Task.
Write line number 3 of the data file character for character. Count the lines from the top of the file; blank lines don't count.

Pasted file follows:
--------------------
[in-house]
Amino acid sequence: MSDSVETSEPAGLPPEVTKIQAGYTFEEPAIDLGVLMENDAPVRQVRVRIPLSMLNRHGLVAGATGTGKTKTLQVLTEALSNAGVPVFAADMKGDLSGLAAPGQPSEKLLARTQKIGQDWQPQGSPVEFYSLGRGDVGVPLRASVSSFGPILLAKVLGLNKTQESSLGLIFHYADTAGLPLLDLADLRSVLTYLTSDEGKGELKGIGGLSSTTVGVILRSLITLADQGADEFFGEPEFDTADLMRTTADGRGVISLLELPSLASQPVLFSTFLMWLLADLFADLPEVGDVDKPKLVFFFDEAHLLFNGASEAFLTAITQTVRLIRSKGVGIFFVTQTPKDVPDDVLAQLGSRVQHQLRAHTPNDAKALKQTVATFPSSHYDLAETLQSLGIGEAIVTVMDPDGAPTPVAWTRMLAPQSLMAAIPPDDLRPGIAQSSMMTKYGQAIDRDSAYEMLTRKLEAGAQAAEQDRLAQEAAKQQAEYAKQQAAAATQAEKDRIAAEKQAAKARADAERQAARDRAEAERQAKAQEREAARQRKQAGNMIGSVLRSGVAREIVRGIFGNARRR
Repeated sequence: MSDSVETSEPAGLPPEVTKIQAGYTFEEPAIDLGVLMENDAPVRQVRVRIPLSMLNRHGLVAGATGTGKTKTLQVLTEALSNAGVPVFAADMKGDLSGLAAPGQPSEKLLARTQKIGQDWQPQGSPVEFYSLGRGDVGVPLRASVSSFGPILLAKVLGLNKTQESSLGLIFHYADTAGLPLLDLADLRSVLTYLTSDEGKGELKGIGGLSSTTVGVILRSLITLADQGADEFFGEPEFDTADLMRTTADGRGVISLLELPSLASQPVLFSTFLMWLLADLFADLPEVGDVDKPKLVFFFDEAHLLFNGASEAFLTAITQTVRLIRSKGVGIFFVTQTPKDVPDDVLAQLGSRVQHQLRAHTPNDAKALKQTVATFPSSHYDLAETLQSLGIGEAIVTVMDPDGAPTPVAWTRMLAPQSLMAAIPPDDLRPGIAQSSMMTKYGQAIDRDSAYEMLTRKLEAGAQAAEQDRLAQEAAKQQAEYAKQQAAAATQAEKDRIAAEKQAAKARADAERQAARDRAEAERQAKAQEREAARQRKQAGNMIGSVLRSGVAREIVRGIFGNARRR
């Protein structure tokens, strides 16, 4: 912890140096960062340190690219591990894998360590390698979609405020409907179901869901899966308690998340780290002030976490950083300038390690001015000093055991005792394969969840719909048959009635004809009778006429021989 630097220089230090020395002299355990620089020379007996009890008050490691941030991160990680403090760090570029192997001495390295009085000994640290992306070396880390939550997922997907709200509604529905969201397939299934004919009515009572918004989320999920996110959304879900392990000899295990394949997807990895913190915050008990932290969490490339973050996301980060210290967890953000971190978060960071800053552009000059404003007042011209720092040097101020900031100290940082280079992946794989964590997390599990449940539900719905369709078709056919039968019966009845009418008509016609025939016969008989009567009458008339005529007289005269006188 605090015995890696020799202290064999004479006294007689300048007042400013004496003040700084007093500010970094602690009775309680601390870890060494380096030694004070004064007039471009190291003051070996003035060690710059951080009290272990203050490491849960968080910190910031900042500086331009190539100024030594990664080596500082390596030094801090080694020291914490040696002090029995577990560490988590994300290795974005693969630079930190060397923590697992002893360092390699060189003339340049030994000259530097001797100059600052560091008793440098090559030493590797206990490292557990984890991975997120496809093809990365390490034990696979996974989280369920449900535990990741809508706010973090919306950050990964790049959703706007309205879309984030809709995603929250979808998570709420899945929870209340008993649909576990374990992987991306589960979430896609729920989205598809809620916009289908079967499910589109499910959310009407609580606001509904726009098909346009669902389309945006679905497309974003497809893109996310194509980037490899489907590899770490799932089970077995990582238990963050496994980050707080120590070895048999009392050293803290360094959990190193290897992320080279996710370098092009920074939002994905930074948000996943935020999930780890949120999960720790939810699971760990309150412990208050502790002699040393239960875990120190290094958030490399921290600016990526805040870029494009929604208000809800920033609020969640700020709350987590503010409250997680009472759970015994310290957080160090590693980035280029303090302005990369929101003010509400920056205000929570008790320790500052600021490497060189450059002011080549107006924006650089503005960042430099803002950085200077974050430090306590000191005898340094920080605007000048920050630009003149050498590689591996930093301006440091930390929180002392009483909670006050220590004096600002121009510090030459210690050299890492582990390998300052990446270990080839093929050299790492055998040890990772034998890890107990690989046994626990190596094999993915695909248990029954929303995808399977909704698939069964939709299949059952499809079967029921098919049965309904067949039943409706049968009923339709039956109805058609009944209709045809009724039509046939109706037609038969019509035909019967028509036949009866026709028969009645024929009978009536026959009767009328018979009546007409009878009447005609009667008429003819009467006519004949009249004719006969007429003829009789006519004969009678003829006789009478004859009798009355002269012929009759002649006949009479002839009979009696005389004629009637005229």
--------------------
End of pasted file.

Repeated sequence: MSDSVETSEPAGLPPEVTKIQAGYTFEEPAIDLGVLMENDAPVRQVRVRIPLSMLNRHGLVAGATGTGKTKTLQVLTEALSNAGVPVFAADMKGDLSGLAAPGQPSEKLLARTQKIGQDWQPQGSPVEFYSLGRGDVGVPLRASVSSFGPILLAKVLGLNKTQESSLGLIFHYADTAGLPLLDLADLRSVLTYLTSDEGKGELKGIGGLSSTTVGVILRSLITLADQGADEFFGEPEFDTADLMRTTADGRGVISLLELPSLASQPVLFSTFLMWLLADLFADLPEVGDVDKPKLVFFFDEAHLLFNGASEAFLTAITQTVRLIRSKGVGIFFVTQTPKDVPDDVLAQLGSRVQHQLRAHTPNDAKALKQTVATFPSSHYDLAETLQSLGIGEAIVTVMDPDGAPTPVAWTRMLAPQSLMAAIPPDDLRPGIAQSSMMTKYGQAIDRDSAYEMLTRKLEAGAQAAEQDRLAQEAAKQQAEYAKQQAAAATQAEKDRIAAEKQAAKARADAERQAARDRAEAERQAKAQEREAARQRKQAGNMIGSVLRSGVAREIVRGIFGNARRR